ZwNews Chief Correspondent
Internal fissures have reared ugly head again in Zimbabwe’s ruling party the Zimbabwe African National Union Patriotic Front (ZANU PF).
For decades, history has shown that where there is smoke, the likelihood of having a fire is extremely high. Closer to home, when rumours of factions first break into the public domain, between the then vice president, Joice Mujuru’s team Gamatox and Emmerson Mnangagwa’s team Lacoste, the party lashed at the claims as baseless, unfounded bar talk. Then came the generation 40, era, again, it was rubbished as non-existent.
The official narrative remained the same; there was only one centre of power, President Robert Mugabe, the warring parties even deceptively professed allegiance to the one such centre of power.
However, with time the cracks got deeper enough to be concealed with clay or concrete.
History is currently repeating itself.
Soon after coming to the helm, rumours that President Mnangagwa and his deputy Constantino Chiwenga were not in good books became public secret, despite the two laughing off the claims.
Apparently, citizen political commentators have described the recent vote of no confidence on some ZANU PF Youth League leaders as a clear sign of the impending implosion in the country’s ruling party, adding that it is now eating into President Mnangagwa’s sleep.
Votes of no confidence have been passed on ZANU PF Youth League leaders and ruling party chief whip, Pupurai Togarepi, and his administration on charges viewed by many as meant to settle political scores. This follows the reportedly unwarranted arrests of other youths leaders while Mnangagwa was away, for allegedly setting a ZUPCO bus alight during the recent protests to which Terrence Mukupe comforted them by saying the father (Mnangagwa) was to come soon and it would be time for revenge.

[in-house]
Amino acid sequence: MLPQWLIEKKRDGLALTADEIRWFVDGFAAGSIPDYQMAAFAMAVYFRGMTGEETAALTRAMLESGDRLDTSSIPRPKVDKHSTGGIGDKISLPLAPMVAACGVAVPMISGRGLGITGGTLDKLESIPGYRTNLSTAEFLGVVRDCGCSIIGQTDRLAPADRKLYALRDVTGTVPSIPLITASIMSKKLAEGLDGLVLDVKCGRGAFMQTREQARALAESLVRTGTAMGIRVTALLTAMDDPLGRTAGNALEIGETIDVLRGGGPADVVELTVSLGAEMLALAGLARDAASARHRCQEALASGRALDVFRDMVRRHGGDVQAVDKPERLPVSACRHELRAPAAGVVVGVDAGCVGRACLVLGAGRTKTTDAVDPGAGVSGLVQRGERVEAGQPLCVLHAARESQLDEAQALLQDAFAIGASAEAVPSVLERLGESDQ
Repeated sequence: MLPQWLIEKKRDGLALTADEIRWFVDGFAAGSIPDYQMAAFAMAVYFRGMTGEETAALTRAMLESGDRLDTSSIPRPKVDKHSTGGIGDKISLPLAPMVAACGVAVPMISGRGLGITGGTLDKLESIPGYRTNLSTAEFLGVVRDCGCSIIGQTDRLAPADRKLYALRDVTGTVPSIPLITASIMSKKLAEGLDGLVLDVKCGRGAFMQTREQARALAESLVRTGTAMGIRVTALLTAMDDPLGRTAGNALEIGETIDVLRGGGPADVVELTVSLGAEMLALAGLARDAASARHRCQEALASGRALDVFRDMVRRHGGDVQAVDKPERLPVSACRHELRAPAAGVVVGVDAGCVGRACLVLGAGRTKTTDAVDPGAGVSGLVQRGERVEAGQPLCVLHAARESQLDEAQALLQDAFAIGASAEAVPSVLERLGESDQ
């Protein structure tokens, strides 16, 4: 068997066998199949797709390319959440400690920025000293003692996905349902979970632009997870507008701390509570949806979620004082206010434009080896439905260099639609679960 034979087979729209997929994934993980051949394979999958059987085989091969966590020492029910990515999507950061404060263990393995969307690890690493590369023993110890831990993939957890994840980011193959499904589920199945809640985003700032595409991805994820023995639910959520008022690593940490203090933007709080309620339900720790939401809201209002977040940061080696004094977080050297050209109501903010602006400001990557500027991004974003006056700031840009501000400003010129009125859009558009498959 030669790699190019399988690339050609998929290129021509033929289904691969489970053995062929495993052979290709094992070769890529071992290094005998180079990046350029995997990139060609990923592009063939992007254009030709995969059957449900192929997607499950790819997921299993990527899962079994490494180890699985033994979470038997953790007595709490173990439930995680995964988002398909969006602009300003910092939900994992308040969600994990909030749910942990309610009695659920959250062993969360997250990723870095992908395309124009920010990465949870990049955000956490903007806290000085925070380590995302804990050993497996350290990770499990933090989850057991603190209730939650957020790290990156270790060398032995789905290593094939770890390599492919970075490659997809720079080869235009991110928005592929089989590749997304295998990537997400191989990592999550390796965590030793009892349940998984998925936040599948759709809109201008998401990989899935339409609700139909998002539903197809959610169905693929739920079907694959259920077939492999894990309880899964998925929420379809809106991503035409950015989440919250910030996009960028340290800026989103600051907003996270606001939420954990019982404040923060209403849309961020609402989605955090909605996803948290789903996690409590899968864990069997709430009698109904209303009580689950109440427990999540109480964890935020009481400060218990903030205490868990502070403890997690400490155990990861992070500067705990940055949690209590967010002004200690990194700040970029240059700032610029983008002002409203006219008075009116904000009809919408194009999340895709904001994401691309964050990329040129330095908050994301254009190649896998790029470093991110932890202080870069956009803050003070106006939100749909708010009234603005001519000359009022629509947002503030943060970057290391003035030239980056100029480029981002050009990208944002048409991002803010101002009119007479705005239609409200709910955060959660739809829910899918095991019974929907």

History has it that whenever things were not in order in the ruling party, the youth league has been the indicator.
Your publication ZwNews.com, sought a human face to the matter, asked ordinary citizens of what they make of the recent developments in the ruling party.
“Mnangagwa can drop of stress induced stroke anytime, the odds are pitted against him, with internal fissures now a real danger, while the economic and political situation continues to deteriorate.
“To me it did not come as a surprise when he recently called for a rushed and deceptive national dialogue. He is under unbearable pressure both from outside and within his party,” said a Harare resident who only identified himself as Sadat.
He added that another implosion is imminent, and that would be deadly for Mnangagwa, for he lacks the charisma that Mugabe had.
“Mnangagwa is not as authoritative as Mugabe was, his voice is not so commanding, he can not survive any breakup.
“To compensate for his lack of command, he kills instead,” added Sadat.
He said leaders with command do not kill in order to impose authority. “I remember one time when warriors fans invaded the football pitch, celebrating their team’s win of the COSAFA cup in South Africa.
“While the security was in sixes and sevens trying to get the fans return to their seats, it only took Warriors captain Ovidy Karuru a word, to sent the fans back to their seats, and they did so peacefully. True leaders have commanding voices and people listen to them,” he added.
Another citizen analyst Agnes Makuzva said the alleged rift between the two (Mnangagwa and his deputy) are now an open secret. “All is not well in the former revolutionary party. It is a matter of time, and I do not see Mnangagwa surviving this one,” she said.
She agreed with Sadat saying Mnangagwa is facing a looming breakup of his party, as evidenced by the recent events in ZANU PF. She added that factionalism had been undermining the party and that the worst thing was that President Mnangagwa’s reputation has been bruised by the current human rights abuses at the hands of the state agents.
Peter Nyoni writes from South Africa